WASHINGTON — Mitt Romney is starting to hone his appeal to female voters, acutely aware as he turns to the general election that he has little choice but to narrow President Barack Obama's commanding lead among this critical constituency.
None too soon, say many Republican activists. They expect Romney, as well as his popular wife, Ann, to make an explicit pitch to female voters on the economy and jobs, their top issues.
The eventual nominee "needs to start recognizing the power that women voters have," said Rae Lynne Chornenky, president of the National Federation of Republican Women.
Romney, on pace to clinch the nomination in June, if not earlier, acknowledges that the GOP faces a historical challenge in closing the advantage Democrats have with women. Like Obama, he sees pocketbook issues as the key to winning them.
"We have work to do to make sure we take our message to the women of America, so they understand how we're going to get good jobs and we're going to have a bright economic future for them and for their kids," Romney said this past week in Middleton, Wis.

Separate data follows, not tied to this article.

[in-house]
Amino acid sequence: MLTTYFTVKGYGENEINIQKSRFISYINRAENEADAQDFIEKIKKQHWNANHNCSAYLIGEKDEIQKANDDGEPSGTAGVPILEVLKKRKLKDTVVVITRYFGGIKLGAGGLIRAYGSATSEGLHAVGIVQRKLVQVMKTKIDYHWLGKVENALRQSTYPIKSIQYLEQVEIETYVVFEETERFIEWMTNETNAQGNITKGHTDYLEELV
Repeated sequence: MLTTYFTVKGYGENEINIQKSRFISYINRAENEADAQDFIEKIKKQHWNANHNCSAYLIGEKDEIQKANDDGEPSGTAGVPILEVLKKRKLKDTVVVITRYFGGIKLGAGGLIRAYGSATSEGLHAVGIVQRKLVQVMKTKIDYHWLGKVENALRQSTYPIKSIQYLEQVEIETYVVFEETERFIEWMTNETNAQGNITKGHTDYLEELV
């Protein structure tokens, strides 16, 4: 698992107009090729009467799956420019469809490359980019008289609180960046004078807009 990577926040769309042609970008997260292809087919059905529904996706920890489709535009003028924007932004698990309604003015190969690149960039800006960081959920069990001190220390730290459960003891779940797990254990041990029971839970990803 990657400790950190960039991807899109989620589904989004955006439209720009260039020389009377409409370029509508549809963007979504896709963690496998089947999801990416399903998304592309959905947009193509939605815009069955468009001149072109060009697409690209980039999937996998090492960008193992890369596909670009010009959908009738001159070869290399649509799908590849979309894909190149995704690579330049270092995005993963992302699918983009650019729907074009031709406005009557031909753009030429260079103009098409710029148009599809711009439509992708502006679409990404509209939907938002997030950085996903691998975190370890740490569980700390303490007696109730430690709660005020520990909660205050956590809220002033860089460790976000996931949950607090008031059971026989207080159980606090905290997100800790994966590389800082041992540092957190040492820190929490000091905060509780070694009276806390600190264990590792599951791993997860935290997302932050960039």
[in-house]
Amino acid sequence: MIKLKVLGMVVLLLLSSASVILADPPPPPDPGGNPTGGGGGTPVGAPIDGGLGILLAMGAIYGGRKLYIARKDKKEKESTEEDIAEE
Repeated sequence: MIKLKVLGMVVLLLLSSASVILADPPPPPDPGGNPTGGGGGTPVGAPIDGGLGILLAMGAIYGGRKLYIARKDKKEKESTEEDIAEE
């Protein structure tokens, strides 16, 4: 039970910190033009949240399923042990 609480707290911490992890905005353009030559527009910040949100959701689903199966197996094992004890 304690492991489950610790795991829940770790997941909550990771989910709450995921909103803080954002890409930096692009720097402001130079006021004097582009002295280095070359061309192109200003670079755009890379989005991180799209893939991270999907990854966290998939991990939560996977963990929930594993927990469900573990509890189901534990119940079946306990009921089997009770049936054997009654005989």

By Friday, Obama was making the same argument at the White House, where he hosted a conference on women and the economy. He presented a full review of the administration's achievements on equal pay and workplace flexibility as new unemployment numbers showed an uptick in job creation.
"When we talk about these issues that primarily impact women, we've got to realize they are not just women's issues. They are family issues, they are economic issues, they are growth issues, they are issues about American competitiveness," said Obama, using his office to cast himself as a defender of women. His Democratic allies are putting it more bluntly, accusing Republicans of waging a "war against women."
Almost daily, the nation's political discourse features some echo of this battle for women's votes, whether from members of the House and Senate, the Democratic and Republican national committees or the presidential candidates.